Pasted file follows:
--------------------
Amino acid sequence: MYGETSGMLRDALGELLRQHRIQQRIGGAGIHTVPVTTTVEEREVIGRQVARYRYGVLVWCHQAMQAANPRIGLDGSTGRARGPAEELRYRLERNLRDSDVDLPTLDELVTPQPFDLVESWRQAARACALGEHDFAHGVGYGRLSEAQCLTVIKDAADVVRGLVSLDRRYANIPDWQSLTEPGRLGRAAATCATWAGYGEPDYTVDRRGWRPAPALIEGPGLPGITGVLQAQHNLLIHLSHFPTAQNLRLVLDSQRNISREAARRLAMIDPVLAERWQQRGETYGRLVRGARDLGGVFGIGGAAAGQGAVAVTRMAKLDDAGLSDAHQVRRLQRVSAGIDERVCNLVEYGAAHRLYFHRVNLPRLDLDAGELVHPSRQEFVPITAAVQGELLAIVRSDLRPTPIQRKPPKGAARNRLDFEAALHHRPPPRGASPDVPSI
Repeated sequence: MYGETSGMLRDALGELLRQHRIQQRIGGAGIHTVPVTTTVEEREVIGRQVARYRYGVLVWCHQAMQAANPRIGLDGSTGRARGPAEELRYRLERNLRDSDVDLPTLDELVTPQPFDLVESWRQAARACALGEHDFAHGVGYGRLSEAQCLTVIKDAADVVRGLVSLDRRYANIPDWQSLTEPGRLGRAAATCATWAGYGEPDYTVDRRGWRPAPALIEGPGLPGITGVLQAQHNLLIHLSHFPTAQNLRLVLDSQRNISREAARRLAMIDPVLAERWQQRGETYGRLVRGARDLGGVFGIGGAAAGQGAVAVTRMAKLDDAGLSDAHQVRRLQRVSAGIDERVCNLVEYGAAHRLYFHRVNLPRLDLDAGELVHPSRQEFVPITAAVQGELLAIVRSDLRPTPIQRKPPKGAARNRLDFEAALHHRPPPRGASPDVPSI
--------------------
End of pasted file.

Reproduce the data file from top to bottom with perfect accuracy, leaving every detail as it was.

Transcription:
Amino acid sequence: MYGETSGMLRDALGELLRQHRIQQRIGGAGIHTVPVTTTVEEREVIGRQVARYRYGVLVWCHQAMQAANPRIGLDGSTGRARGPAEELRYRLERNLRDSDVDLPTLDELVTPQPFDLVESWRQAARACALGEHDFAHGVGYGRLSEAQCLTVIKDAADVVRGLVSLDRRYANIPDWQSLTEPGRLGRAAATCATWAGYGEPDYTVDRRGWRPAPALIEGPGLPGITGVLQAQHNLLIHLSHFPTAQNLRLVLDSQRNISREAARRLAMIDPVLAERWQQRGETYGRLVRGARDLGGVFGIGGAAAGQGAVAVTRMAKLDDAGLSDAHQVRRLQRVSAGIDERVCNLVEYGAAHRLYFHRVNLPRLDLDAGELVHPSRQEFVPITAAVQGELLAIVRSDLRPTPIQRKPPKGAARNRLDFEAALHHRPPPRGASPDVPSI
Repeated sequence: MYGETSGMLRDALGELLRQHRIQQRIGGAGIHTVPVTTTVEEREVIGRQVARYRYGVLVWCHQAMQAANPRIGLDGSTGRARGPAEELRYRLERNLRDSDVDLPTLDELVTPQPFDLVESWRQAARACALGEHDFAHGVGYGRLSEAQCLTVIKDAADVVRGLVSLDRRYANIPDWQSLTEPGRLGRAAATCATWAGYGEPDYTVDRRGWRPAPALIEGPGLPGITGVLQAQHNLLIHLSHFPTAQNLRLVLDSQRNISREAARRLAMIDPVLAERWQQRGETYGRLVRGARDLGGVFGIGGAAAGQGAVAVTRMAKLDDAGLSDAHQVRRLQRVSAGIDERVCNLVEYGAAHRLYFHRVNLPRLDLDAGELVHPSRQEFVPITAAVQGELLAIVRSDLRPTPIQRKPPKGAARNRLDFEAALHHRPPPRGASPDVPSI